“The government spends a lot of money from the budget, for example, to support agricultural producers in the form of cheap loans for processing enterprises, to create favorable conditions for retail facilities. Given all these measures, milk, bread, meat, cereals and other socially important products still continue to rise in price every month," the Belarusian leader said.

The head of state demanded that officials stop using the wording "socially important goods". "It should not be divided into important and unimportant," Aleksandr Lukashenko said, meaning that all products matter to people.

According to him, the situation is even worse with non-food items, the prices of which have risen by 18% since the beginning of the year. “If it is Adidas, Nike or Zara, then let it be so. If someone wants to buy this imported stuff at crazy prices, let them buy it. However, the prices for domestic footwear and clothing have risen, too,” the President said.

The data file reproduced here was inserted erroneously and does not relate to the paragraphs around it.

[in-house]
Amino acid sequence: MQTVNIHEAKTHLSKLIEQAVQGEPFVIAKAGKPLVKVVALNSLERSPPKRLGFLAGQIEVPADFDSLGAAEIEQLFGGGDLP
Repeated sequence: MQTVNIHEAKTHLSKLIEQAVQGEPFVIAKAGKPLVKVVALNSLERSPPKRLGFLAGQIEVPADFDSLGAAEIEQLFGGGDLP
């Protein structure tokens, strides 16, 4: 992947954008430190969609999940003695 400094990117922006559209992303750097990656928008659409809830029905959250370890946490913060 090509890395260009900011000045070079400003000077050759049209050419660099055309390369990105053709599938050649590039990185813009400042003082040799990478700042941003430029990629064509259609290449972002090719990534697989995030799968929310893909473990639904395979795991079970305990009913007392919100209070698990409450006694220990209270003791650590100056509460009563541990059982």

The head of state also mentioned some businessmen: “First, they raised the prices because of the increased exchange rate, and when our currency strengthened, they ‘forgot’ for some reason to lower the prices.”

“Did the governors with their offices of 300 employees, the government and the National Bank not see that? Did you not notice that? Why didn’t you take a look and do your best to restore justice?” Aleksandr Lukashenko asked.

“Speculators easily profit from disruptions in the supply chain. The State Control Committee has been reporting facts when apples, onions, beets and cabbage, grown by our agricultural enterprises, are bought from mediators with a 300% markup!” the President said. Aleksandr Lukashenko demanded the officials to solve the issue.